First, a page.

Then my mind completely ran away from me and I began planning out the 2020/21 SOW in my head. Say that I wanted to buck the trend and attempt interleaving within a new GCSE curriculum, using the two units that were mentioned above - how might that look and what would students gain from it? Here is my thinking...
Below is the traditional SOW structure for those particular units. Students would study Unit 1 (Germany, 1890-1945) before moving on to Unit 2 (Inter-war years, 1918-1939).
But here is the same SOW incorporating interleaving...
Here, the content from both units is sequenced alongside one another, with similar topics occurring in succession. For example, students would learn about the end of WW1 in September (Unit 1), before moving on to look at the impact of this on Germany in October (Unit 2). By doing this, there is an argument to suggest that pupils would better understand the chronological narrative and would be able to contextualise Germany's domestic problems within international affairs. Throughout the year, the class would also have regular practice of all exam questions from both sections of the paper, rather than having four months where only one section is looked at. Eureka! (Or so I thought...)
Ultimately, the jury is still out on whether interleaving would work within a History curriculum and whether I will be trialling this in September 2020 when we switch to the AQA GCSE (my colleagues are no doubt reading this and thinking, "Like hell we are..."). There are some obvious benefits that are explained in the research; however, there are also a few worrying caveats that I think need to be acknowledged:
> Pupil anxiety --> I understand the need to offer challenge to students, but would this be creating too much anxiety for a generation of students who are already under immense pressure? It is hard enough telling them at Christmas "We're now moving on to topic 2 of 4", let alone saying this every few weeks!
> Desirable difficulty --> The benefit of interleaving is that it taps into this idea of 'desirable difficulty' - stretching students just enough that they make continued progress. But what if the topics are too distinct? If this is the case, then there is evidence that interleaving would have no effect, or even a negative effect, on pupil learning.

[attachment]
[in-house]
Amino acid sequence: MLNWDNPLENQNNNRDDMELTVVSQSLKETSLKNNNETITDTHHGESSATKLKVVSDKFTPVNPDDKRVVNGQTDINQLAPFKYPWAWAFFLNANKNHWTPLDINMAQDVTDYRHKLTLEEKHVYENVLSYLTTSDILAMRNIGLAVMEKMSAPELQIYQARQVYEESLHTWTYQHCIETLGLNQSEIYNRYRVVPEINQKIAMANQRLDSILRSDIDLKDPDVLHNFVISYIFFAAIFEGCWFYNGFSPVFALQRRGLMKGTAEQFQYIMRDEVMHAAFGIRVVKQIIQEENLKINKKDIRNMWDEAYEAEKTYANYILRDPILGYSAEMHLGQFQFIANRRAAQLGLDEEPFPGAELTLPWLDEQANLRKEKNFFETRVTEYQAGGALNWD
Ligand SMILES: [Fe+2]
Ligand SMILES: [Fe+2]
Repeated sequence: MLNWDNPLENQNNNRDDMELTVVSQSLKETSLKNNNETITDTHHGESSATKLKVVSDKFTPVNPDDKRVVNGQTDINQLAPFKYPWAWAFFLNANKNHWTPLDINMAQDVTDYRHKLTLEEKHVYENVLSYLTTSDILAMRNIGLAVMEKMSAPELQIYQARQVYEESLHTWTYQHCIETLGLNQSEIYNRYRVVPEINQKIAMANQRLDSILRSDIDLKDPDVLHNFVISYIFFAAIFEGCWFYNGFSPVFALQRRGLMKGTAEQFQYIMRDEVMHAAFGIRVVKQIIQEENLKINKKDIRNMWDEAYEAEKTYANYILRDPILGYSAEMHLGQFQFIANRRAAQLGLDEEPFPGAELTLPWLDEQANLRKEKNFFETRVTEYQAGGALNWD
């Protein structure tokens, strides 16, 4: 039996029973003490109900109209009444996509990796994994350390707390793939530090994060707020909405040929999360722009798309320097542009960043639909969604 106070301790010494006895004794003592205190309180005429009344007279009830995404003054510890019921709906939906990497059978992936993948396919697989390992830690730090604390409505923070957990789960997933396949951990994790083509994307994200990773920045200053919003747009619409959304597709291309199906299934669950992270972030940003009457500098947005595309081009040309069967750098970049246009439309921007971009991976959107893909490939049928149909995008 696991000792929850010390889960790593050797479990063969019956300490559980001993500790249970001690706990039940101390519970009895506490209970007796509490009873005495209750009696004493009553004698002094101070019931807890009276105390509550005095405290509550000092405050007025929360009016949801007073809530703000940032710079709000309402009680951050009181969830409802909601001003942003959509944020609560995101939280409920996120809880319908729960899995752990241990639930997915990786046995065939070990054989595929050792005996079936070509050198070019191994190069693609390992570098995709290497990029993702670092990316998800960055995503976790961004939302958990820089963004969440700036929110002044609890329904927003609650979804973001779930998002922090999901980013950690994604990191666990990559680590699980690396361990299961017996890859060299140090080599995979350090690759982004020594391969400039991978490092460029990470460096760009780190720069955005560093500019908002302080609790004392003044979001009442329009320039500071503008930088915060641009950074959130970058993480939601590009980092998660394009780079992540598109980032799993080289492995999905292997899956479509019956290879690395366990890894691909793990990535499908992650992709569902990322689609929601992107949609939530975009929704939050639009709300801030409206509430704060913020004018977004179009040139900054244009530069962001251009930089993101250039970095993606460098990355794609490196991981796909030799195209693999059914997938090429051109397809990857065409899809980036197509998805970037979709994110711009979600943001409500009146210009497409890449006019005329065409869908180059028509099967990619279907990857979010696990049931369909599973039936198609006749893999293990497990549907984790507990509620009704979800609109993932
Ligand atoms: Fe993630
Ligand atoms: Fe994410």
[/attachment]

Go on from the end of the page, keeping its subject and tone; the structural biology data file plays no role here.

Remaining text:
> Low-ability students --> I think that interleaving would work wonders with the brighter students in a class who can readily spot the patterns between both units. But what about weaker students? A sequenced SOW puts more pressure on students who benefit from a set routine, so I am not sure that interleaving would work for everyone.
> Scalability --> Potentially, I may have just stumbled on a bit of an anomaly in the world of History teaching. Very rarely do two topics complement one another as well as these two, so it begs the question whether interleaving can really work for all History teachers. There is no way, for example, that I could sequence the other two topics from the GCSE course: Medicine Through Time and Elizabeth I!
In Make It Stick: The Science of Successful Learning, Brown et. al. also explain how:
'Teachers dislike [interleaving] because it feels sluggish. Students find it confusing: they're just starting to get a handle on new material and don't feel on top of it yet when they are forced to switch'
Even in the Kornell and Bjork example mentioned earlier, Art History students persisted in preferring blocked practice when studying the work of different artists, even though they could see for themselves that their marks were higher when the practice was sequenced using interleaving. I think this explains the reservations that many students and teachers have with interleaving - we like to get one thing done completely before moving on; switching when a task is unfinished feels 'messy' (just look at my kitchen...)
So perhaps come back to this blog in eighteen months time to see whether I go ahead with an interleaved GCSE curriculum, because for now, I am just not sure. A compromise may be that I continue to incorporate interleaving in other ways, such as setting revision homework or starter quizzes from Unit 1 throughout the teaching of Unit 2. But this perhaps slips into the fields of 'spacing' and retrieval practice rather than 'interleaving', so I may just leave it there and avoid this minefield altogether...
For more information on the benefits of interleaving, here is one of its leading proponents, Robert Bjork: